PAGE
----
Combat in Guild Wars 2 is all about movement, positioning and battlefield awareness. Are you able to move quickly enough to dodge the Ettin’s club? If so, maybe you could roll behind and hit him with a critical attack? Oh noes! He’s winding up for his smash attack (you can tell because he’s rearing back and looking hungry – no more skill activation bars) hit jump, find some higher ground and fill him full of buckshot!
5. 1319 skills, 10 Professions and Numerous Profession combinations do not a balanced game make!
Mention balance on Guild Wars Guru, go on. Just do it; watch it erupt in a shower of bile, rage and lust for a simpler time before Factions, Nightfall and the dreaded “power creep”. Considering the size of the current Guild Wars live team, they do a sterling job of keeping the whole shop buttoned down, but sooner or later one skill is going to puff up its chest, grab a couple of other skills who have been cheekily catching its eye and march out into the centre of Lion’s Arch and announce “I am overpowered! ABUSE ME!”. Combine these obnoxious skills with the 10 professions, mix that with the baffling number of skills available to a player through a secondary profession and you have (to quote a well hackneyed metaphor) a recipe for disaster.
With the new 5 weapon skills, 5 utility skills and NO secondary professions thing coming with Guild Wars 2, ANet have tried to lessen the burden on their balance team and leave the player with more of a feeling that it won’t be the skills which make the game, but their ability.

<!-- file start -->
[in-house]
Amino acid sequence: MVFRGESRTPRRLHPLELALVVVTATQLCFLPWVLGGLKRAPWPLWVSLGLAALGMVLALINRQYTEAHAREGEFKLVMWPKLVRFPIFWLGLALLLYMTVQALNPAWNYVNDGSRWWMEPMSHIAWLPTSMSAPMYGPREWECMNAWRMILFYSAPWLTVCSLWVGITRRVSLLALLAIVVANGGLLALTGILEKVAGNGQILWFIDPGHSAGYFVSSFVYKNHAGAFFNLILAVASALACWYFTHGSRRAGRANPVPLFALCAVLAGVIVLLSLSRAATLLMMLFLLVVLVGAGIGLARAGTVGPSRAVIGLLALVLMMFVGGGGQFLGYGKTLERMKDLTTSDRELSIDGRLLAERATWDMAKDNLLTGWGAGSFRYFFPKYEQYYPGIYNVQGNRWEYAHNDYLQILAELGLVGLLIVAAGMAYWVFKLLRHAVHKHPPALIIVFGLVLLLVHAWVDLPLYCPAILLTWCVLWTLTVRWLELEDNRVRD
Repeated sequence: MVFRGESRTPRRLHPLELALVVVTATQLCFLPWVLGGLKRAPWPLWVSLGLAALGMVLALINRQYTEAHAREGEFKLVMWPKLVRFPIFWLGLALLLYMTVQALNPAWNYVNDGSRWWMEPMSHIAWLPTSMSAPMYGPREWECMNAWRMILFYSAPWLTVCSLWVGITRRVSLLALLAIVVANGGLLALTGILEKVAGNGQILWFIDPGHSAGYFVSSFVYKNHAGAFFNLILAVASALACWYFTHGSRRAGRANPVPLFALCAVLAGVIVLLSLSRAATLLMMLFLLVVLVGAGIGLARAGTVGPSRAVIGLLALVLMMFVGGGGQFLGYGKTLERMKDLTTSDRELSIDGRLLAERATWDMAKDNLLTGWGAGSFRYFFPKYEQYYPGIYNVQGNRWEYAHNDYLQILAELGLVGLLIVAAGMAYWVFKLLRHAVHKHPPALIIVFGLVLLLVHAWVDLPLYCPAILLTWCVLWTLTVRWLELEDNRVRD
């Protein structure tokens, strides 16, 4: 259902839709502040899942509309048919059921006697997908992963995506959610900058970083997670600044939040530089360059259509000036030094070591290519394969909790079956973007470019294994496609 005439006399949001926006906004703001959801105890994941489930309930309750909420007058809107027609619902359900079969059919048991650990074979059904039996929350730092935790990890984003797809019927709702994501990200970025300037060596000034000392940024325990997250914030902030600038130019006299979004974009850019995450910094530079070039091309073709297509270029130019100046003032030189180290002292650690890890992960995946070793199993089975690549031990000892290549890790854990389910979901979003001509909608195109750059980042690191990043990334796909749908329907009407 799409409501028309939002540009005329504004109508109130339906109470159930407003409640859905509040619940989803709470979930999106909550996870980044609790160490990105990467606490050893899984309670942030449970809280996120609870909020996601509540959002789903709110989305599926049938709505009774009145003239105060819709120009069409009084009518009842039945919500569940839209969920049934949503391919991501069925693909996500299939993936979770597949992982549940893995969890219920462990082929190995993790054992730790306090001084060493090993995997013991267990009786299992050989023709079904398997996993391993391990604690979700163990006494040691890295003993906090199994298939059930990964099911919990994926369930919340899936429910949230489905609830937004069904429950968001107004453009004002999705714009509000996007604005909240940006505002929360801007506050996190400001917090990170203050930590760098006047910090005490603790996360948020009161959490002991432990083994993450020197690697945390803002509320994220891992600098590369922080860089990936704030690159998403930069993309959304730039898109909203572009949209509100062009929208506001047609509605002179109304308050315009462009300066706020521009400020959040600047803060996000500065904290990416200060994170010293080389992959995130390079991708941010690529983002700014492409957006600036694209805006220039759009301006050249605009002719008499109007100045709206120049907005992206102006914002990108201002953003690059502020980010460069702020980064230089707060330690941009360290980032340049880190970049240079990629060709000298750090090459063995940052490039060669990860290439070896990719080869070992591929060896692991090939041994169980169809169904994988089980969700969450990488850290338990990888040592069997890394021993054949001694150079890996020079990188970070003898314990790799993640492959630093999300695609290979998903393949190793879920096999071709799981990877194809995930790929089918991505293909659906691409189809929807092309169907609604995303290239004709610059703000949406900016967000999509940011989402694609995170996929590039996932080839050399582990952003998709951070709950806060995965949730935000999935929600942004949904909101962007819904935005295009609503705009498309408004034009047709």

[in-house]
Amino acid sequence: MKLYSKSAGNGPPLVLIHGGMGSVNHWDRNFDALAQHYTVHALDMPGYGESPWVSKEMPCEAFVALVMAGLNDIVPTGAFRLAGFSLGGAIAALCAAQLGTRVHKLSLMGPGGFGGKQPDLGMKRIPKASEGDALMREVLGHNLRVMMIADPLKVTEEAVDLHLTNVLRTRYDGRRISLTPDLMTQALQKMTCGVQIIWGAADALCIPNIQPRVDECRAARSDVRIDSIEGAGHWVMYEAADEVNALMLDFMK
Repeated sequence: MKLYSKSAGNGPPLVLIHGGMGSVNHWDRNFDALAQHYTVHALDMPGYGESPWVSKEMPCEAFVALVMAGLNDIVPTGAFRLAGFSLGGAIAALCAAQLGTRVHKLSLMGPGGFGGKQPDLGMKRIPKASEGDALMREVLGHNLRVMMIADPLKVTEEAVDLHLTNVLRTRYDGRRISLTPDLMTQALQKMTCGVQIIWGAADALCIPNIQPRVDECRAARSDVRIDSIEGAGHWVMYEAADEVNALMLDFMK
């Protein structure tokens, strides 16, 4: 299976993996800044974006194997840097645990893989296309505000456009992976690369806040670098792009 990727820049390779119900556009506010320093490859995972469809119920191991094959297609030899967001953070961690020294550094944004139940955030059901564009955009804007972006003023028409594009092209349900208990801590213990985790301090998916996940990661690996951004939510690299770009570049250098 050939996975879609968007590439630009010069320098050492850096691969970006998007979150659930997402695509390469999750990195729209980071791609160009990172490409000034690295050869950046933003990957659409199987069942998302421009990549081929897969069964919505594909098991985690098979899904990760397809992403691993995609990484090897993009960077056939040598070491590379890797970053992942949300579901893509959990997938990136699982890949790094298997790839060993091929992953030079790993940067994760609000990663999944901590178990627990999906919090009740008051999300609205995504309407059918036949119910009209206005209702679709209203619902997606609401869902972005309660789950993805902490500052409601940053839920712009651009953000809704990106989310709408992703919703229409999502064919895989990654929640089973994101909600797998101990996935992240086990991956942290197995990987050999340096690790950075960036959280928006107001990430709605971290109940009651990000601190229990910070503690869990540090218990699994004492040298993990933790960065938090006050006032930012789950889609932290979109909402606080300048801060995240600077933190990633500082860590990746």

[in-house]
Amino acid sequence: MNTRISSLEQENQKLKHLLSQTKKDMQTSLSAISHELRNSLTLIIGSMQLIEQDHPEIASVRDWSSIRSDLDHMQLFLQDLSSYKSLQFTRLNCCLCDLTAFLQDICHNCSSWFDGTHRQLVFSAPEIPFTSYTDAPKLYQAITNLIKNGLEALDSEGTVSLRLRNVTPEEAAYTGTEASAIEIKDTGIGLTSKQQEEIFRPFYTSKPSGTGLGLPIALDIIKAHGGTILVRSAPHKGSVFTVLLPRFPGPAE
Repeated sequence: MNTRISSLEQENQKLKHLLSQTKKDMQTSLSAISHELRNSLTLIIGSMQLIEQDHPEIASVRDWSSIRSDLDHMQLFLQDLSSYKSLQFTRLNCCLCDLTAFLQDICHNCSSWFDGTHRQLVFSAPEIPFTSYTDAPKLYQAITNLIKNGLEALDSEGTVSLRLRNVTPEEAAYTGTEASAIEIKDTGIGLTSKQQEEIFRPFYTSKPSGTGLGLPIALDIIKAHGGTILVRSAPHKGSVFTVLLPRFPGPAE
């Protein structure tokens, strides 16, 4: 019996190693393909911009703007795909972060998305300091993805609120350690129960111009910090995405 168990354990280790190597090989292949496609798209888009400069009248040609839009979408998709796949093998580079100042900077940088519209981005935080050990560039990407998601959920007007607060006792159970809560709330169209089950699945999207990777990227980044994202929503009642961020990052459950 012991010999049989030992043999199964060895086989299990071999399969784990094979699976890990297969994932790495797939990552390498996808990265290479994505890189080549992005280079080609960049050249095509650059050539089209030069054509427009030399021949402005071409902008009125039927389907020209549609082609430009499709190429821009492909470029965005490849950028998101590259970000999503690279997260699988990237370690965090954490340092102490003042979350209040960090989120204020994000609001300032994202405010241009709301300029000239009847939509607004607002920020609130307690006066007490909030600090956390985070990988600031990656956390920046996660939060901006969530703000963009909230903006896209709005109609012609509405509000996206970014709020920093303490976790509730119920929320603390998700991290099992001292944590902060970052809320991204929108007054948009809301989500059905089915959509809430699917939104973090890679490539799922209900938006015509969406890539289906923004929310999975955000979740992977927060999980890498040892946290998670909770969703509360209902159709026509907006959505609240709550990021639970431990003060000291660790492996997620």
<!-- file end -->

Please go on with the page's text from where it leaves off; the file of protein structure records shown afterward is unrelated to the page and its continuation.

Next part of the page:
6. Grinding SUCKS
Ah, that old chestnut! You’d have thought that some bright spark in some deep, dark developer’s studio somewhere might have gone:
“Hey, I’ve been thinking, now – bear with me, this is going to sound insane; how about — haha, no really listen! How about players have fun for rewards!”
“Oh Steve, you so crazy. Now code that Wind Rider AI before I cancel your pension.”
But ANet decided “No, we shall not cancel our employees’ pensions for suggesting we do away with grind. We shall reward them with extra time off and a 10% salary bonus at Christmas *sly wink to the ANet staff*.” What with dynamic events, a truckload of instanced dungeons and who knows what else there should always be a fun and new way to play the game once GW2 hits our screens.
7. Players are people, not their Skillbars
How many times have you heard this, or some variation: “We can’t go without an obby tank” or “Haha… you can’t do this without a HB Monk!”? An all too common occurrence, unfortunately. With Guild Wars 2 ANet hopes that their new role system will encourage players to consider how their buddies’ own abilities and style can complement their play – not their skills and gear.
8. The F2P Model works
We all said they were crazy – you can’t provide decent content for any significant length of time without a guaranteed income! It’s madness!
At which point Colin Johanson busts through the door: “This.IS.GUILDWARS!” he swings his sword at you and you are cleaved in twain.